J’cans in US hopeful guilty verdict in George Floyd murder case will herald change
NEW YORK, USA — Jamaicans here are hopeful that the United States justice system will begin to offer a more equitable treatment of minorities by white law enforcement officers, following last Tuesday’s guilty verdict of former Minneapolis police officer Derek Chauvin.
“We are not expecting a floodgate of changes,” Wayne Golding, a criminal defence attorney and key member of the Global Jamaica Diaspora Council, said after Chauvin was found guilty of murdering a black man, George Floyd.
“We will still need to teach our children and siblings how to interact with police and other law enforcement officers if they are stopped,” Golding said in an interview with the Jamaica Observer.
Chauvin, a white cop, was seen around the world by video pressing his knee into Floyd’s neck until he died, was convicted of second-degree murder, third-degree murder and second -degree manslaughter.
The horrific scene sparked widespread demonstrations across the United States and worldwide.
Golding said that from a legal and personal perspective, he believed the verdict was the correct one, based on the evidence which was presented. Even then, Golding said he was, however, surprised “given the rarity with which police officers in the United States are convicted”.
Sadie Campbell, who heads the Jamaica Progressive League, said that while the verdict reflected the evidence that prosecutors laid out and so was the correct verdict, “we cannot now rest on our laurels”.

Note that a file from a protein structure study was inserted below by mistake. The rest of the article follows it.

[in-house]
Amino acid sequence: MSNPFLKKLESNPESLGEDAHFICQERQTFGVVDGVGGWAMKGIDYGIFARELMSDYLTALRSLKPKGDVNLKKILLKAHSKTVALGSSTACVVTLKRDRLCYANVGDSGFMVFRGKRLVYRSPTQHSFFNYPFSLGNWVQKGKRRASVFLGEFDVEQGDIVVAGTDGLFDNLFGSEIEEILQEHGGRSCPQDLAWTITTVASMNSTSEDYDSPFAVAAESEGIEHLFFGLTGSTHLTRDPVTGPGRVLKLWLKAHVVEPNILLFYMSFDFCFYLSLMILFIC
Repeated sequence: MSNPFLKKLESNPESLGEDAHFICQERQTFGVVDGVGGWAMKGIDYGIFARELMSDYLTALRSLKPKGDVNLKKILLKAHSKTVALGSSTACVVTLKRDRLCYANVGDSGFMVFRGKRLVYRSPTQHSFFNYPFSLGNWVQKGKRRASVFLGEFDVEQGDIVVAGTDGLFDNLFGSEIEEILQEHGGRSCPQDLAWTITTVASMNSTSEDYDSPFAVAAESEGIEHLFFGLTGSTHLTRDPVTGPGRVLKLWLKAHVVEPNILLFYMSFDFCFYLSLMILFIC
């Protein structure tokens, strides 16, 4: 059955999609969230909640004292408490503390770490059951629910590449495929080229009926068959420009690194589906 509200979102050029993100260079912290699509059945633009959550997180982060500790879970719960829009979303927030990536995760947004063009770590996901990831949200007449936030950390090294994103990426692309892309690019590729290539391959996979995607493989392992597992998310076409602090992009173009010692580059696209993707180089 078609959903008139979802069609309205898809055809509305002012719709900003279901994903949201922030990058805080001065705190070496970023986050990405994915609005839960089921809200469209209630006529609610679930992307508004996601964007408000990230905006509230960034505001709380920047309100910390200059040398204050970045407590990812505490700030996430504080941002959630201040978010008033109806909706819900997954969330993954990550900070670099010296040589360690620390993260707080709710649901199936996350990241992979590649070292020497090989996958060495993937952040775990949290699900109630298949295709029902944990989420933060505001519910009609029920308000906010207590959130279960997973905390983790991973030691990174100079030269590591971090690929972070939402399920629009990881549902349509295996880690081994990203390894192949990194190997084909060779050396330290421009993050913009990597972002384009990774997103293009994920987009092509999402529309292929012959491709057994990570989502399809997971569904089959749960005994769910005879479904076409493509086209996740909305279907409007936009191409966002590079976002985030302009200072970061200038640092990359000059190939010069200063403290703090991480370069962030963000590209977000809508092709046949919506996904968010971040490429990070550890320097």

“It is hoped that this will be the beginning of an effort to finally take the right stand against systemic racism,” said Campbell, suggesting that “it is imperative that we do not let our guards down”.
Head of the Diaspora Task Force on crime, Dr Rupert Francis, described the verdict as a wise one, saying he hoped it would serve as an opportunity to heal the United States. He also urged minorities to be “compliant with police officers during any encounter”.
Dr Karren Dunkley, who leads the Global Diaspora Council for the North East United States, said she was satisfied that the verdict was a just one, given the evidence that was presented to the jury.
In a press statement, Dunkley said she hoped Chauvin’s sentence “will match the crime”, and she urged members of the Jamaican community and other minorities to ensure that sustained action was taken to prevent further murders of unarmed people.
Chiming in, Ronnie Hammick, president of the Ex-Correctional Officers Association of Jamaica, added: “It would have been difficult for the jury to return any other verdict given the evidence.”
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